MASS Design is on a mission to research, build, and advocate for architecture that promotes justice and human dignity
Feature story by Tina Dilegge
Surrounded by gardens, terraces and courtyards on a hillside overlooking the rolling green landscape of northern Rwanda lays the Butaro Hospital, a rural healthcare facility designed by nonprofit architecture firm Mass Design Group in partnership with the Rwandan Ministry of Health and Partners in Health.
Built to meet the healthcare needs of 350,000 Rwandans in the Burera District, the Butaro Hospital is a testament to the community-focused philosophy and holistic approach that underpins MASS’s design projects across the world, from primary schools in Rwanda to justice memorials in the United States.
Founded in 2008, MASS is guided by a mission to research, build, and advocate for architecture that promotes justice and human dignity. “We see design as a fundamental human right,” says Kelly Doran, Senior Principal at Mass Design Group. “Access to good design should not be a luxury, it should be a given.”
Following a ‘local fabrication’ (lo-fab) approach, MASS prioritizes using locally sourced labor and materials. Employing local workers provides jobs, while supporting skill development and experience with sustainable materials, processes and technologies. Selecting local materials helps drastically lower carbon emissions throughout a building’s lifespan, particularly emissions from transportation. Furthermore, selecting high quality, durable materials from the local region supports material waste reduction from repairs and emissions attributed to operating and maintaining a building.
“Buildings in communities represent a massive amount of money being spent in an area and [are] certainly a big economic opportunity to improve the financial and social wellbeing of the people around them,” says Doran.
Carbon-storing building materials help create a thriving community
Before construction of Butaro Hospital began in 2008, the Burera District did not have a hospital or local doctor, putting 340,000 people living in the region without direct access to healthcare. Reaching the nearest hospital meant traveling several hours by foot and two hours by vehicle.
Construction of the 150-bed hospital was spurred by the government of Rwanda’s two-decade commitment to rebuild the country’s healthcare system following the 1994 genocide. Public trust in the healthcare system and public health indicators were at record lows, and the government sought to prioritize access and accountability in its effort to deliver high quality healthcare to Rwanda’s most impoverished regions. Since the Butaro Hospital opened its doors to the public in 2011, child and maternal mortality rates have dramatically decreased in the surrounding area, and patient recovery times have improved.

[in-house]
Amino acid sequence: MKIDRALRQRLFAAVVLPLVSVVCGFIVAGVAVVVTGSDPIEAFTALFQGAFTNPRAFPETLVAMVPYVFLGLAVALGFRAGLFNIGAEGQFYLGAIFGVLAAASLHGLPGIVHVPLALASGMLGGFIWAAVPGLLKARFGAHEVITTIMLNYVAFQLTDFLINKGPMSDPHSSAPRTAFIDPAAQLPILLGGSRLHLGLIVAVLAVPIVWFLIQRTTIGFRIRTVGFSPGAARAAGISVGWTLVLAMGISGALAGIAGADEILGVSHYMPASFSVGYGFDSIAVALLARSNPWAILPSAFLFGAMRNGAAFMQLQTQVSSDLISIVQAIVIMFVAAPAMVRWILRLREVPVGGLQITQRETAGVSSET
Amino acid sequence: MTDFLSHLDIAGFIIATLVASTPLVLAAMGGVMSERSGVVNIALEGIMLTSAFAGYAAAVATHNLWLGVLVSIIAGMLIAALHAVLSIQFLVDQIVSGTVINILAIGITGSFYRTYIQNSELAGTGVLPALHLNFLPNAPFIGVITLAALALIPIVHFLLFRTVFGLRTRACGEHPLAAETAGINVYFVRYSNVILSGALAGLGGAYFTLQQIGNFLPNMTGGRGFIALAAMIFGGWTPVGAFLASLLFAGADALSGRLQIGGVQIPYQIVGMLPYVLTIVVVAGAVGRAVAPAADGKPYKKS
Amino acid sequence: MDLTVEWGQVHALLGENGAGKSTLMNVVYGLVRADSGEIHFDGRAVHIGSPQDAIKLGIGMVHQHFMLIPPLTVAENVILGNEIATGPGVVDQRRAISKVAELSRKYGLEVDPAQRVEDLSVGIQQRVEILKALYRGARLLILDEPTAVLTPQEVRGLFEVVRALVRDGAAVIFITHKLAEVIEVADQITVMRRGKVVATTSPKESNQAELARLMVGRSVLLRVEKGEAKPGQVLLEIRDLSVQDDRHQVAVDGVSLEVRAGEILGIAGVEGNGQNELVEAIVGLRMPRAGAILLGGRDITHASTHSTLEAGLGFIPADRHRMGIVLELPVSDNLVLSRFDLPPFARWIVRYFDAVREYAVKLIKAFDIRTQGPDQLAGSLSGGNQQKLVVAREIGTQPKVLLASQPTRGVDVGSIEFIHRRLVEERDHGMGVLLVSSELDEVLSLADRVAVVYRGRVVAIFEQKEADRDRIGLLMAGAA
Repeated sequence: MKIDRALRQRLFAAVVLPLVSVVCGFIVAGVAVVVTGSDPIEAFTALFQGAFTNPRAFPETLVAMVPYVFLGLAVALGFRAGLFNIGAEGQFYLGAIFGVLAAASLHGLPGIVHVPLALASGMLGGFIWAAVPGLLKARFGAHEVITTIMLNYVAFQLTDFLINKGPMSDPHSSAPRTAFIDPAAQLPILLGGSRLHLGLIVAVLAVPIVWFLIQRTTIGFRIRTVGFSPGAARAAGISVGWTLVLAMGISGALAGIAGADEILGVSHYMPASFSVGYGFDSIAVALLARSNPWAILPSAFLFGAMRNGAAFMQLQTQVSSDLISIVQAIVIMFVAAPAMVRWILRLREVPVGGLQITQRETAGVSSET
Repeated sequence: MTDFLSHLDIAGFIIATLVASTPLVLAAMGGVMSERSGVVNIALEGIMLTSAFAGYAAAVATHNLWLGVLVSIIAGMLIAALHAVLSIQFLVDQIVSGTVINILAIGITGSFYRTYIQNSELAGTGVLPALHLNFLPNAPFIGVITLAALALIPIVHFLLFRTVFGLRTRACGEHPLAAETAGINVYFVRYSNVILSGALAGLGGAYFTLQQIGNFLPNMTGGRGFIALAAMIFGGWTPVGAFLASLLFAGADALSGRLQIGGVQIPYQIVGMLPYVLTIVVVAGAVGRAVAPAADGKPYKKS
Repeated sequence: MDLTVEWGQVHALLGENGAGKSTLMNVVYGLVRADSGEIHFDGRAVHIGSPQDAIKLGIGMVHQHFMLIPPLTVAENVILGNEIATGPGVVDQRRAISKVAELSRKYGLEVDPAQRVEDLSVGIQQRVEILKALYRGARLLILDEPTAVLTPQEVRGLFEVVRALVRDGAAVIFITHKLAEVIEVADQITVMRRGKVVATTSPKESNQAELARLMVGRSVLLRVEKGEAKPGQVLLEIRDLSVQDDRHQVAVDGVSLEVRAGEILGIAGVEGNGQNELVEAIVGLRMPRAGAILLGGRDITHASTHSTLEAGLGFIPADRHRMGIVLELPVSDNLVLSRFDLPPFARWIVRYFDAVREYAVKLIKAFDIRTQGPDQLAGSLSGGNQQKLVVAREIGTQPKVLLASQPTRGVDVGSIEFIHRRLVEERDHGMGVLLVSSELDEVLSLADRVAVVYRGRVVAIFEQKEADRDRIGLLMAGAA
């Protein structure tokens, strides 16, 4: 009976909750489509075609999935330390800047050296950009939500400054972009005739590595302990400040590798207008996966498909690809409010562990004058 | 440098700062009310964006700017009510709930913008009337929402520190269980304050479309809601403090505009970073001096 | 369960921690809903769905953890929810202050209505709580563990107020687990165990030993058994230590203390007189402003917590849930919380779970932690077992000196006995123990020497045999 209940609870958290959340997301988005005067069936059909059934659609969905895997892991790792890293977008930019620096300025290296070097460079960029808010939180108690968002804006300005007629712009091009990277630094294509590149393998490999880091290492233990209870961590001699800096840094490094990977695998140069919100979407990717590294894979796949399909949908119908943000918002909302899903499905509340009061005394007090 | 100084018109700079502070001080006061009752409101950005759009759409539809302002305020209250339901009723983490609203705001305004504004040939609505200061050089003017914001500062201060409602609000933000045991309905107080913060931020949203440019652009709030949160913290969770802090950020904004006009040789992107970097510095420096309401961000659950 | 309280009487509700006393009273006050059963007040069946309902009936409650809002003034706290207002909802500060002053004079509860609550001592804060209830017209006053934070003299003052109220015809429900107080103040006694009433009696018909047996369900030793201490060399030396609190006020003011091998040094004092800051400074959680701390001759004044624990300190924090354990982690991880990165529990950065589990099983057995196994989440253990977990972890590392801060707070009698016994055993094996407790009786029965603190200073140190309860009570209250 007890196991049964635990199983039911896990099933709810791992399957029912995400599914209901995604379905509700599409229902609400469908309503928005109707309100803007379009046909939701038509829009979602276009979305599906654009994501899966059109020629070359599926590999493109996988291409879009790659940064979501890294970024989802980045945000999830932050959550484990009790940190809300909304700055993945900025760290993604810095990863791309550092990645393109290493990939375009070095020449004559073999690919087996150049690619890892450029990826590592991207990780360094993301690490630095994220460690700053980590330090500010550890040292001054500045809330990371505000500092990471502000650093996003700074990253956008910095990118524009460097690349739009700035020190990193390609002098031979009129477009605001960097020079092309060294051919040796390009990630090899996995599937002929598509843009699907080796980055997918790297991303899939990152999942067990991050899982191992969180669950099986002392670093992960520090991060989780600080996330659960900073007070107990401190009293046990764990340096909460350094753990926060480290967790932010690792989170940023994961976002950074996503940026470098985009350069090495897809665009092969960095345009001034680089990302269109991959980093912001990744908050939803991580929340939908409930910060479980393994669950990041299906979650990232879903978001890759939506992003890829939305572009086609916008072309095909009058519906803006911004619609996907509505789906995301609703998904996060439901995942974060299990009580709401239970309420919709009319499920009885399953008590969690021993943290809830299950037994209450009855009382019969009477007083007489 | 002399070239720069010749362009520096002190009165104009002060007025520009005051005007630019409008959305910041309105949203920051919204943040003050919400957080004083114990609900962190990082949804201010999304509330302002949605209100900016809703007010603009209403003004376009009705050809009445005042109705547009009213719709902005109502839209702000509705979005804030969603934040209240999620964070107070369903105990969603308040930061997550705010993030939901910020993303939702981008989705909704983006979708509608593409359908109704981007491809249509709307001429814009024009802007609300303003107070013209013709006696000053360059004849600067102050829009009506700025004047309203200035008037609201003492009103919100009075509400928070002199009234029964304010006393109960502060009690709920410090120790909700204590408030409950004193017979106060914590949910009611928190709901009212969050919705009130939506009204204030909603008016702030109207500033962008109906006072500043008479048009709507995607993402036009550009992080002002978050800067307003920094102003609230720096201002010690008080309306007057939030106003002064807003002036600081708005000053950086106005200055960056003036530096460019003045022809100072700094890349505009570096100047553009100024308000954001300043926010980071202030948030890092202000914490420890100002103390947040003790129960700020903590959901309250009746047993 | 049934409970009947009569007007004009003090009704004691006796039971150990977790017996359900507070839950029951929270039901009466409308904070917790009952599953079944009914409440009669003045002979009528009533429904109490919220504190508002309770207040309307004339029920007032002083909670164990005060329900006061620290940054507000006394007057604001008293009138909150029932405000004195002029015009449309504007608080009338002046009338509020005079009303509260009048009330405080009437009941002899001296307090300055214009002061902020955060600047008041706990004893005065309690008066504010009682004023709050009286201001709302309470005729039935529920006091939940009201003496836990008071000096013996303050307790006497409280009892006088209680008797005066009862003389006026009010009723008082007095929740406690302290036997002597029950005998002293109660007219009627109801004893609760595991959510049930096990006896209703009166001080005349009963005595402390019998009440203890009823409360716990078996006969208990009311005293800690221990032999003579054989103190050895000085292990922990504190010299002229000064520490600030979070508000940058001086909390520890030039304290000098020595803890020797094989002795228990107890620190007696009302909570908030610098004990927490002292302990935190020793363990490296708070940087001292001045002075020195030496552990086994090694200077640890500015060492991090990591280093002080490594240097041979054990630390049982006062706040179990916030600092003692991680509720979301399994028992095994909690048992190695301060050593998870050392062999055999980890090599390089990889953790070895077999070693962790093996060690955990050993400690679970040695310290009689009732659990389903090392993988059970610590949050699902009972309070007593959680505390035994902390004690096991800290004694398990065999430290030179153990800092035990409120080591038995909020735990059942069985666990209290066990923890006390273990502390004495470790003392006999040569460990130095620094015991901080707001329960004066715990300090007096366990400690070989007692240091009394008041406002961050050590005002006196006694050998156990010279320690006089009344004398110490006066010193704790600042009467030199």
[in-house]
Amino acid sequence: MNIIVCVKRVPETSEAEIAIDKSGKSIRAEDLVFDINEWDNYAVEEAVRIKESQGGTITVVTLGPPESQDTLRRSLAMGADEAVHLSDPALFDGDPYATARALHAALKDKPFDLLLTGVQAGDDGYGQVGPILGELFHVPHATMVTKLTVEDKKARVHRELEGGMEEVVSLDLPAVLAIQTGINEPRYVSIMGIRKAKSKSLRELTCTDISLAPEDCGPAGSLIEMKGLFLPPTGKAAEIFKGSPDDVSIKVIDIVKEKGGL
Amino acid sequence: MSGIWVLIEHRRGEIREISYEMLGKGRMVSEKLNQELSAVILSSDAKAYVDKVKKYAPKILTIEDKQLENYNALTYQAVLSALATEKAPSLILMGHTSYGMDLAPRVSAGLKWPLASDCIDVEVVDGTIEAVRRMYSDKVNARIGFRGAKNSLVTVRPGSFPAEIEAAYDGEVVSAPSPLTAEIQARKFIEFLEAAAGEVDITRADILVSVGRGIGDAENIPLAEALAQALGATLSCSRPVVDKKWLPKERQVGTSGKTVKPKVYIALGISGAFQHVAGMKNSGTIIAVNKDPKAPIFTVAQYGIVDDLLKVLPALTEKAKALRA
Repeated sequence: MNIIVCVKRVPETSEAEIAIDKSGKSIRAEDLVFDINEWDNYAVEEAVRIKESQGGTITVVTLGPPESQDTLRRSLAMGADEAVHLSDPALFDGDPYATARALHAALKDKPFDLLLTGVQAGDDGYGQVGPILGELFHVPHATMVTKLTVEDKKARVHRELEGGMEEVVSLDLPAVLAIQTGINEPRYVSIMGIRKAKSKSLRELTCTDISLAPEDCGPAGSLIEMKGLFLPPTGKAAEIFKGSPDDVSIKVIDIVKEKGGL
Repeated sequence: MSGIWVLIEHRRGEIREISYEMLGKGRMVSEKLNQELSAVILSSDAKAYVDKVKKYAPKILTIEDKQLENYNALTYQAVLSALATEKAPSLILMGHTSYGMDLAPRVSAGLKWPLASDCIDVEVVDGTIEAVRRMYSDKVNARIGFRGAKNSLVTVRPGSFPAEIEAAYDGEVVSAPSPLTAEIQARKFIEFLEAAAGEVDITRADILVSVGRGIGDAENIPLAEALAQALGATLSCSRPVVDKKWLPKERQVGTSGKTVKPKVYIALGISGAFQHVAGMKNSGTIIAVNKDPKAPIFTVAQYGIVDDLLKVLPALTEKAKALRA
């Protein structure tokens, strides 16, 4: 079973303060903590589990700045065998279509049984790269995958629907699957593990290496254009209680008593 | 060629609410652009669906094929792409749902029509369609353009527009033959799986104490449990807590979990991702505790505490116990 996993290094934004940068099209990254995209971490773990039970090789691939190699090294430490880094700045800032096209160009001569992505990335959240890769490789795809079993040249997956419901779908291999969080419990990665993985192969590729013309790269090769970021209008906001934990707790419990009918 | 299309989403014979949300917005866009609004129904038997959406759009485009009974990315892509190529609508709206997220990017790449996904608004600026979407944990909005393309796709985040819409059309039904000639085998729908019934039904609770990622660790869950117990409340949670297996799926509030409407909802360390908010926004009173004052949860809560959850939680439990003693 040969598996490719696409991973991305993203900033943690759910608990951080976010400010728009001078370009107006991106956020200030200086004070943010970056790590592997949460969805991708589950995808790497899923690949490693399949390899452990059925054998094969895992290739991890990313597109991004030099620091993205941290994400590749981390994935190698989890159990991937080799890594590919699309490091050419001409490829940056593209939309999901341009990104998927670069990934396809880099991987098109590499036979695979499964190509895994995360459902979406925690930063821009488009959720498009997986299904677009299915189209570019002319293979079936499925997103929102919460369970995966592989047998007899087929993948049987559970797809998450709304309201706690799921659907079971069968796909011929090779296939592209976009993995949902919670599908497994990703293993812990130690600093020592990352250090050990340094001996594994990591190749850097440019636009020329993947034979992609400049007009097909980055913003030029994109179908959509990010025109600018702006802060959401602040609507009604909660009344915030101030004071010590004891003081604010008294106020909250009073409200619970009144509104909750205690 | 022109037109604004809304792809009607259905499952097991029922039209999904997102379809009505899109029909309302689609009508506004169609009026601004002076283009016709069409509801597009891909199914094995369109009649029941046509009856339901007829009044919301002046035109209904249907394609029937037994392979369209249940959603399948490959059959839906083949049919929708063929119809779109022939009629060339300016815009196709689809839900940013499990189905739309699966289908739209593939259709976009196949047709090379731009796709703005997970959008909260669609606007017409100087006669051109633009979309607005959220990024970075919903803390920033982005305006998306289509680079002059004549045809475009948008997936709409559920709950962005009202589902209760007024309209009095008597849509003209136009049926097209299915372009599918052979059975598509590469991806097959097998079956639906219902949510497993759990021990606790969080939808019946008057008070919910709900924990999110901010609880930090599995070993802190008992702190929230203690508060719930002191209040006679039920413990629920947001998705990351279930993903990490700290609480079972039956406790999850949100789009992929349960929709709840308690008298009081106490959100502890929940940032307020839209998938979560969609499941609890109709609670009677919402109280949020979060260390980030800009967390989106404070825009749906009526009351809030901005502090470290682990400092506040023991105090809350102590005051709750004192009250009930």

Providing both inpatient and outpatient services, the Butaro Hospital comprises a pediatric ward, intensive care units and an emergency room. The facility was designed to control transmission of airborne disease and reduce the risk of hospital-acquired infections through strategies promoting cool air circulation, moisture control and leveraging landscaping to create an external environment that would prompt patients to spend time outside and thus, promote healing and improved health outcomes.
“We ask at the forefront, ‘What should we be designing for? What are we putting into the world to improve a community and society, and what are the ways to measure the impact of our decisions?’” says Doran. “You don’t build a library just to have a bunch of books in it. You build a library to get people access to education they otherwise wouldn’t have.”
Baptiste has collaborated with MASS on building projects throughout Rwanda to design open-ended, restorative landscapes. “The secret of work is mutual respect,” says Baptiste.
The design team also sought to optimize building performance while minimizing the financial costs associated with installation, operation and maintenance. MASS focused on passive design strategies related to ventilation, heating, natural lighting and more, noting these solutions are ‘possible in the most resource limited contexts.’